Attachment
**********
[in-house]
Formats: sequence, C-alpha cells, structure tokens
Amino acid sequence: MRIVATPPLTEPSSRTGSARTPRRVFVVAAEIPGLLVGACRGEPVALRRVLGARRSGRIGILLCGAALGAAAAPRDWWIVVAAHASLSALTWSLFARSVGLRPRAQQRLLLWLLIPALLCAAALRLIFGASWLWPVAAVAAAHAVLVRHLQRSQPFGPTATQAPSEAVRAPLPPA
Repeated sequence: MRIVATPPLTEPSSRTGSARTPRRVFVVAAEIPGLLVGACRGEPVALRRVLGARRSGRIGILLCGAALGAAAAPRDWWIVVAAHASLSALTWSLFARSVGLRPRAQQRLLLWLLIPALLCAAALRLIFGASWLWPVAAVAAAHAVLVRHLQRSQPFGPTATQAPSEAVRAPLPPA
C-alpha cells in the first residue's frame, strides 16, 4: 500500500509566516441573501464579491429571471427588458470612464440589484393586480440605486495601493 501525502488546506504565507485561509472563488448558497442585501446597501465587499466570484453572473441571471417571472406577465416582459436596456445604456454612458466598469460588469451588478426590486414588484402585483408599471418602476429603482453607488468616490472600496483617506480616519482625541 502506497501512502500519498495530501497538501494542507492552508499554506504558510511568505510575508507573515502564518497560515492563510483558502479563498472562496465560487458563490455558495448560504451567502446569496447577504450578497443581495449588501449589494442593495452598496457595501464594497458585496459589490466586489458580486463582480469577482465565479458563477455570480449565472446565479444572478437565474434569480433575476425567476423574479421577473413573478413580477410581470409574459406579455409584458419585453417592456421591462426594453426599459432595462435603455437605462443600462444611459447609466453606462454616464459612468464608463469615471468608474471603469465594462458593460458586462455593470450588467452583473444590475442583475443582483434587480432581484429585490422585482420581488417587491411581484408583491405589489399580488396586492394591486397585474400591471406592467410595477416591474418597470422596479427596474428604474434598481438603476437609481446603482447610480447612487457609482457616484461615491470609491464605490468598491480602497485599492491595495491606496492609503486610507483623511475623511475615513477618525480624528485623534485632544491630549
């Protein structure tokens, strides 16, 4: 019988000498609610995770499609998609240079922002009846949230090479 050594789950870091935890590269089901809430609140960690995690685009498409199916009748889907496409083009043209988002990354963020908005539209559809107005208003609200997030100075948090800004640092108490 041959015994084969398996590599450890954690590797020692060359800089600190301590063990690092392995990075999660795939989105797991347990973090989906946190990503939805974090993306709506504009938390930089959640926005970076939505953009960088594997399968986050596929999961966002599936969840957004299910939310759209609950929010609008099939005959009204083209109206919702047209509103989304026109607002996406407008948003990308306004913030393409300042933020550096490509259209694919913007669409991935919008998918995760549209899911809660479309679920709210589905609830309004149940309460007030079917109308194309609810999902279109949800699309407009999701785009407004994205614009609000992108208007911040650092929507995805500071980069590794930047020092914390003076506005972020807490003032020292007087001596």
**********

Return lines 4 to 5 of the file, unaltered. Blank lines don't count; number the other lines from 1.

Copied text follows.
Repeated sequence: MRIVATPPLTEPSSRTGSARTPRRVFVVAAEIPGLLVGACRGEPVALRRVLGARRSGRIGILLCGAALGAAAAPRDWWIVVAAHASLSALTWSLFARSVGLRPRAQQRLLLWLLIPALLCAAALRLIFGASWLWPVAAVAAAHAVLVRHLQRSQPFGPTATQAPSEAVRAPLPPA
C-alpha cells in the first residue's frame, strides 16, 4: 500500500509566516441573501464579491429571471427588458470612464440589484393586480440605486495601493 501525502488546506504565507485561509472563488448558497442585501446597501465587499466570484453572473441571471417571472406577465416582459436596456445604456454612458466598469460588469451588478426590486414588484402585483408599471418602476429603482453607488468616490472600496483617506480616519482625541 502506497501512502500519498495530501497538501494542507492552508499554506504558510511568505510575508507573515502564518497560515492563510483558502479563498472562496465560487458563490455558495448560504451567502446569496447577504450578497443581495449588501449589494442593495452598496457595501464594497458585496459589490466586489458580486463582480469577482465565479458563477455570480449565472446565479444572478437565474434569480433575476425567476423574479421577473413573478413580477410581470409574459406579455409584458419585453417592456421591462426594453426599459432595462435603455437605462443600462444611459447609466453606462454616464459612468464608463469615471468608474471603469465594462458593460458586462455593470450588467452583473444590475442583475443582483434587480432581484429585490422585482420581488417587491411581484408583491405589489399580488396586492394591486397585474400591471406592467410595477416591474418597470422596479427596474428604474434598481438603476437609481446603482447610480447612487457609482457616484461615491470609491464605490468598491480602497485599492491595495491606496492609503486610507483623511475623511475615513477618525480624528485623534485632544491630549